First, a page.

The Class AAAAA championship game between Rome and Buford was the second-best contest of the final weekend at the Georgia Dome. (Sorry, but the Grayson-Roswell game in the big-school finale was one for the ages.)
Here’s what we learned about Rome:
- Coach John Reid and his staff have created the sort of winning atmosphere that the program has lacked. They were able to get the players to buy into the idea of working hard in the weight room, playing together and expecting big results. It led to a state championship.
- Defense still wins football games. The Wolves were big and physical up front. They gave Buford a little bit of what Buford has been giving to everybody else in the state. By the end of the title game, the Buford guys were physically spent.
- The next-man-up philosophy can work – if you’ve got the right people. Rome lost two 1,000-yard rushers and still won the state championships. They were running a ninth grader at tailback for most of the second half of the title game.
- Quarterback Knox Kadum is a winner. Not the biggest. Not the fastest (although he looked pretty fast on those two touchdown runs). This guy knows how to win.
Here’s what we learned about Buford:
- The Wolves just keep winning. They keep trying to find ways to push them up into high classifications to neutralize them, but it doesn’t matter. All they do is win. (Maybe there’s a song in there?)
- Leadership still matters. These Wolves are loaded with leaders like Jake Simpson throughout the roster. They were able to keep their teammates focused through tough times and a variety of injuries.
- Linebacker T.D. Roof is a romper stomper. He’s not really that big (5-11, 200), but this guy can play. His motor knows only one speed and as a result, he makes play after play. Even when they stick him in the backfield and you know he’s going to get the ball, he finds the hole and gets the yardage.
- What a backfield for 2017, eh? Go ahead and find two better running backs than Buford will have next year in Anthony Grant and Christian Turner. You can’t do it. Both are big-time, game-breaking runners.
Here’s what else we learned about Class AAAAA this season ….
Too many undeserving playoff teams: Class AAAAA may have been impacted more than any other by the decision to go to eight classifications. The result was a top-heavy division and bevy of mediocre-to-bad teams that made the playoffs. Of the 48 playoff teams, six had losing records and four finished 5-5. Nine of them lost in the first round. The average margin in those nine games was 26.6 points. Is that really necessary?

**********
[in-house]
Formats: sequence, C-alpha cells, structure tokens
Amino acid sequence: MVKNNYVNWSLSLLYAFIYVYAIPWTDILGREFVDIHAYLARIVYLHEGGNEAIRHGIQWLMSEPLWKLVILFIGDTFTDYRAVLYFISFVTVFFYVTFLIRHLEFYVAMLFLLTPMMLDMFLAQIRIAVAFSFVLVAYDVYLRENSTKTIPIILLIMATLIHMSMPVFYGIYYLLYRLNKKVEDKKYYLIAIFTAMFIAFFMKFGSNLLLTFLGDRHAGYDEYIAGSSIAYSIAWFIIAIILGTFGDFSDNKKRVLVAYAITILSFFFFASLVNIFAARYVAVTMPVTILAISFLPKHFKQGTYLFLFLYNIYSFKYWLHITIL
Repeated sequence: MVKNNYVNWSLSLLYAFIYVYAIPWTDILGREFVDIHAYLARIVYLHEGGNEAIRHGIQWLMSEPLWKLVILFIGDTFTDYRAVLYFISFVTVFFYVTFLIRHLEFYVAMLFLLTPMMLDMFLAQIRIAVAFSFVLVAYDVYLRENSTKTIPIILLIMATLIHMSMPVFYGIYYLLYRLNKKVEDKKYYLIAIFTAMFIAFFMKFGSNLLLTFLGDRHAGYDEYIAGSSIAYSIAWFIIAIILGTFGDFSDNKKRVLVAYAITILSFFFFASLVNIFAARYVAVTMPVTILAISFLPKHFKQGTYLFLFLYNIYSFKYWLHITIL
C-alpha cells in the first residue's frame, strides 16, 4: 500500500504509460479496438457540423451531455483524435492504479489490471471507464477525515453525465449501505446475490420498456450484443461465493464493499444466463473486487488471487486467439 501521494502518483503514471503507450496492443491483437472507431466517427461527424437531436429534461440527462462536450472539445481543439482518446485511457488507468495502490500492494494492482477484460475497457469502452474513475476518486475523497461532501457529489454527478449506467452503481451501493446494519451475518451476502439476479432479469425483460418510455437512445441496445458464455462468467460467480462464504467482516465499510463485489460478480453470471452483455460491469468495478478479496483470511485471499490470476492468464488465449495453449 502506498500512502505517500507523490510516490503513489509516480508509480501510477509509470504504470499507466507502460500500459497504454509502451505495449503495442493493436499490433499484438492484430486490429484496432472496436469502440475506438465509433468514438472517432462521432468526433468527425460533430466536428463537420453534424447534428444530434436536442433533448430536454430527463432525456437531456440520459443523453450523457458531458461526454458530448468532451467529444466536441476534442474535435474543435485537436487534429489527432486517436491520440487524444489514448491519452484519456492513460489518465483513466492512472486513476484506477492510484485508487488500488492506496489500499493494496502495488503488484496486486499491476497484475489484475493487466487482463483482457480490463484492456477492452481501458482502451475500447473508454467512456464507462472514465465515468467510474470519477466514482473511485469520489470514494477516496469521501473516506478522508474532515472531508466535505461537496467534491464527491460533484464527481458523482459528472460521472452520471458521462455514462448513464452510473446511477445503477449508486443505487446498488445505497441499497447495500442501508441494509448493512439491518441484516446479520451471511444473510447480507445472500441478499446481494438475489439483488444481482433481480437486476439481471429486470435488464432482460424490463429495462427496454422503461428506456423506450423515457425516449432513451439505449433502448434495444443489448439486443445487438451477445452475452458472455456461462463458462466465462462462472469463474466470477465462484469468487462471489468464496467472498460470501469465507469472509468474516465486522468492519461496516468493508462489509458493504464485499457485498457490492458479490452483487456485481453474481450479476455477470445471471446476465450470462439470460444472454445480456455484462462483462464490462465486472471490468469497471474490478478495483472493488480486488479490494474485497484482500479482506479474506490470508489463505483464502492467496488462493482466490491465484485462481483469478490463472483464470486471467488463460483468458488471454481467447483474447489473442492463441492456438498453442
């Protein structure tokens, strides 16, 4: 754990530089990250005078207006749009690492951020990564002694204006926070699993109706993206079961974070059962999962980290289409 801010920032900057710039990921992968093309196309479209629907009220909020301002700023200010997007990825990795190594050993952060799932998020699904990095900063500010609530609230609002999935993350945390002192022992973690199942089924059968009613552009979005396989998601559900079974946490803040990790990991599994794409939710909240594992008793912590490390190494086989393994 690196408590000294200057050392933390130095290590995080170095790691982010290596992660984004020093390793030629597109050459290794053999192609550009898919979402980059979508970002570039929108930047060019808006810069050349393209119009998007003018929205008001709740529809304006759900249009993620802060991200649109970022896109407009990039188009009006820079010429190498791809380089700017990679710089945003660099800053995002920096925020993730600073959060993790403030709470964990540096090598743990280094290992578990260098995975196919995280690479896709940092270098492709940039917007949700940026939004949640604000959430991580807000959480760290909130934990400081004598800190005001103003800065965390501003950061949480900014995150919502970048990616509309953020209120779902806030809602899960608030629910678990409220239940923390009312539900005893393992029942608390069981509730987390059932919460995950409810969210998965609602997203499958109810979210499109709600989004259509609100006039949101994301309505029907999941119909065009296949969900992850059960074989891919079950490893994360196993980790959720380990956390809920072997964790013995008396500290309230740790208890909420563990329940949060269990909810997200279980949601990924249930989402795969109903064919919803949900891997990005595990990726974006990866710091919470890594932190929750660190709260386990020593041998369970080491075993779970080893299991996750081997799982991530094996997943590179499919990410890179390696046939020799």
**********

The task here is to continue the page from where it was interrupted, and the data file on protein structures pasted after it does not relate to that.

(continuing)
Tylan Morton made it look easy: The Griffin quarterback set a state record for most passing yards in a single season. Morton threw for 4,741 yards and 42 touchdowns. He beat the record of Lassiter’s Hutson Mason by 181 yards. Morton is a definite contender for Player of the Year honors.
Cailyn has a brother? Someone said Cailyn Newton’s brother played quarterback, but can he possibly be as good? Cailyn threw for more than 3,000 yards and 32 touchdowns and ran for 904 yard and 12 touchdowns. He helped carry Grady to the Region 6 championship and a 10-2 season. Newton is another contender to be Player of the Year.
Strongest region: There was little doubt that Region 7 was the most difficult league in the state. Rome (state champion), Kell (semifinalist) and Carrollton (quarterfinalist) were all top-10 teams. Each had to face mighty Buford in the playoffs, with Carrollton and Kell each pushing the Wolves to the limit before Rome was able to score the win.
Weakest region: Region 2 had one team with a winning record and Ware County was excellent. But three teams made the playoffs with losing records and South Effingham made the playoffs with a 1-9 regular-season record.
Toughest break: Thomas County Central appeared to have the talent to make a run at another state championship. But the Yellow Jackets were sidetracked when quarterback Kelias Williams went down with a season-ending knee injury. TCC fought through it and still finished first in Region 1 and won its first-round playoff game.
Biggest surprise: Statesboro failed to win a game. It was the first time the proud program has gone winless. The Blue Devils are 4-26 over the last three seasons since going 10-2 in 2013. Veteran coach Steve Pennington, who took Statesboro to the championship in 2005, retired after a 29-year career that included stops at Louisville, Appling County, Ware County and 13 seasons at Statesboro.
Back in business: It looks like the Carrollton football program is back in the business of contending for titles. First-year coach Sean Calhoun did a masterful job of getting Trojan Nation back on the same page. They had Buford on the ropes in the quarterfinals but the Wolves had too much veteran mojo. Carrollton is back is will be among the teams to beat in 2016.
On the rise: Woodland made the playoffs for the first time and won a couple of playoff games before bowing out in the quarterfinals. The Wolfpack grew from its early season trip to Valdosta (even though they were blasted 51-12) and suffered only one other regular-season loss, that coming to Henry County King Stockbridge. There is no question that coach Steve Davenport has this program on the right track.